2. The power of a single, integrated repository for all of an organisation's information is unlikely to be fully exploited by a single entity, even the bank itself. To reach its full potential, such information needs to be accessible to third party developers. Thus, a key part of the value proposition of an information bank is an API for exploiting it, leading naturally to the notion of an "app store" for business archives.
Third parties are traditionally much quicker to find and exploit niche needs, and are likely to develop creative information banking applications designed specifically for lawyers, or financial service companies, or other businesses with specific needs.
However, information banking APIs are tricky to get right. While a bug in a smartphone app can rarely do worse than cripple a single phone, a bug in an information banking application could, in theory, cripple the work of an entire business or more. To prevent a single bad app from bringing down the entire infrastructure, app stores for information banks will need considerably more checks and balances than app stores for consumer devices.
3. Proactive Information exploitation is the use of business intelligence functions by an automated system to deliver actionable business insights before they are even requested. This is where some of the most innovative and exciting applications of information banking are likely to be found.
For example, by linking an email client to an information banking archive, it becomes possible to annotate an outgoing email message, as it is being composed, with links to relevant information in the archive (or elsewhere). With this technology, it should often be the case that the sender of a message can learn enough new information while composing the message that he substantially alters the message before he sends it. Moreover, because the information archive sees an entire business archive as a whole, it may detect relevant information that the user doesn't have permission to see; in such cases, it can asynchronously request permission from the information owner, showing it later to the person who might benefit from seeing it.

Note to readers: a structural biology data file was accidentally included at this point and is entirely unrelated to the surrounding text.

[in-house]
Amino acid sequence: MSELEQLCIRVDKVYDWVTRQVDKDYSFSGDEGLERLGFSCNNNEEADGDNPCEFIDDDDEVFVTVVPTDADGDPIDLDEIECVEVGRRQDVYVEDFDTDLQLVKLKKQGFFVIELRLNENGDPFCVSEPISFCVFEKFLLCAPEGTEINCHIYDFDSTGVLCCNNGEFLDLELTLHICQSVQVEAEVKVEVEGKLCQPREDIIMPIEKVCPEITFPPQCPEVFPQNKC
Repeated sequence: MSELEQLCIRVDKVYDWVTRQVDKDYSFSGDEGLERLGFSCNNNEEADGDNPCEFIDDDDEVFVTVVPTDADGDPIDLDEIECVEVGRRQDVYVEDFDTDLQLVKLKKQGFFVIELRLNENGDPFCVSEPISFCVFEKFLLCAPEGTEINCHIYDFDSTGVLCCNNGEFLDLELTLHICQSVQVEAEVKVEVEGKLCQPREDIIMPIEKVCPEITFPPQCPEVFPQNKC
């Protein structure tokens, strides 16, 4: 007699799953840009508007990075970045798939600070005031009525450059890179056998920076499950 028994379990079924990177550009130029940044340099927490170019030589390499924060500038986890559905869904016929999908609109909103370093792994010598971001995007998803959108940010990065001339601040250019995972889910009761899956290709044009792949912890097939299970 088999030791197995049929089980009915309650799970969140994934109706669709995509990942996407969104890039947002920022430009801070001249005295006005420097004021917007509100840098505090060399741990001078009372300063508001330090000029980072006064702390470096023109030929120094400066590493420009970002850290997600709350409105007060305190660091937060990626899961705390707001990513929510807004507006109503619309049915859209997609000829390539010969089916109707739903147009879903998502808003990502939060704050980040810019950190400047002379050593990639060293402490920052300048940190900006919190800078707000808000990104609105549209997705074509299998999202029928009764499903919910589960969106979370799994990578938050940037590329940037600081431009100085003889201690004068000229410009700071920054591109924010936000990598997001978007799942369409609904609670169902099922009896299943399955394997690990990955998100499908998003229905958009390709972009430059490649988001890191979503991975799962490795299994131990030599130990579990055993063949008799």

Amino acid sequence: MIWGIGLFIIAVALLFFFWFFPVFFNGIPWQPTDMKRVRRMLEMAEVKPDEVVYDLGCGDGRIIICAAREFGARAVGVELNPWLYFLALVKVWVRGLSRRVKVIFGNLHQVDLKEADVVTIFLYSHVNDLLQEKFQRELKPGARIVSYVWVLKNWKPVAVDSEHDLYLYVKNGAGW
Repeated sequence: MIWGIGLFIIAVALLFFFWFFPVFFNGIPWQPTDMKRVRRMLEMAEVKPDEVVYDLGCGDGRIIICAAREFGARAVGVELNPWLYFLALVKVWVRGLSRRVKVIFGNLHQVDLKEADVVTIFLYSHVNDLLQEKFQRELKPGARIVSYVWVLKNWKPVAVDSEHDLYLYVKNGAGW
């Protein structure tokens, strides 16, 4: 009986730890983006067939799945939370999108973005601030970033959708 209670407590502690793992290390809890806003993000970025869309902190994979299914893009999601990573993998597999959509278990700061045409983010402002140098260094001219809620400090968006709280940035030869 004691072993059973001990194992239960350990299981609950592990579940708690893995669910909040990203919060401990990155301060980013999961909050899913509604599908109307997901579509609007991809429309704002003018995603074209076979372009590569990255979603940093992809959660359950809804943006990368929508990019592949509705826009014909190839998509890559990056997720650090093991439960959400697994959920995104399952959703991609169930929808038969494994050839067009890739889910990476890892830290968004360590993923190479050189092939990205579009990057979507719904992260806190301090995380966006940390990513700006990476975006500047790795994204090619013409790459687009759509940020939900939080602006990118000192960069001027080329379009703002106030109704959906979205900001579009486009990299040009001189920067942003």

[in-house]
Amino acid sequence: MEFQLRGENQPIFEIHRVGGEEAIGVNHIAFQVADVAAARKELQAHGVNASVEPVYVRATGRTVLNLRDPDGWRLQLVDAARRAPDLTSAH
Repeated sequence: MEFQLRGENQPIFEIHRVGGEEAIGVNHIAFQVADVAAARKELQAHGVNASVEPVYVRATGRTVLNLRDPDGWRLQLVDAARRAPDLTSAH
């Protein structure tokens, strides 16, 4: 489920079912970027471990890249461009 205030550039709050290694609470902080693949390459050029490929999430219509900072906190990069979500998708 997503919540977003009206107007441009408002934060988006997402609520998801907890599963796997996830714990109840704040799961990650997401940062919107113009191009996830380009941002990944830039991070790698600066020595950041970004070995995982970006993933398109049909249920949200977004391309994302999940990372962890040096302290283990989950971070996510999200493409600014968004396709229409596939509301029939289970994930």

Recent studies have shown that pattern analysis of email and other communication can yield early warnings of illicit employee behaviour. More prosaically, deep analysis of communication archives can reveal security vulnerabilities, compliance violations, and other concerns. An information bank can search for these regularly, proactively notifying the relevant managers.
Ultimately, the goal of information banking is to enhance "organisational memory". Researchers have long studied how companies preserve, standardise, and reproduce information and behaviour as time passes and employee turnover eliminates most individual memory. Many promising academic experiments in this area have foundered on the absence of accessible, comprehensive repositories of business data. The advent of information banking means that organisational memory technology may finally be practical, with the potential to introduce major efficiencies in organisational function.
In the long run, information banking can proactively create and extend communities of interest, detect duplication of efforts, help speed legal discovery and due diligence, quickly aggregate relevant data for medical diagnosis and treatment, and much more. Anywhere that data has been separated by servers, services, and silos, information banking has the potential to break down walls and introduce new synergies and efficiencies. Clever applications that exploit these new possibilities may well be the "next big thing" for a variety of industries and organisations.
About the author: Nathaniel Borenstein is Chief Scientist at Mimecast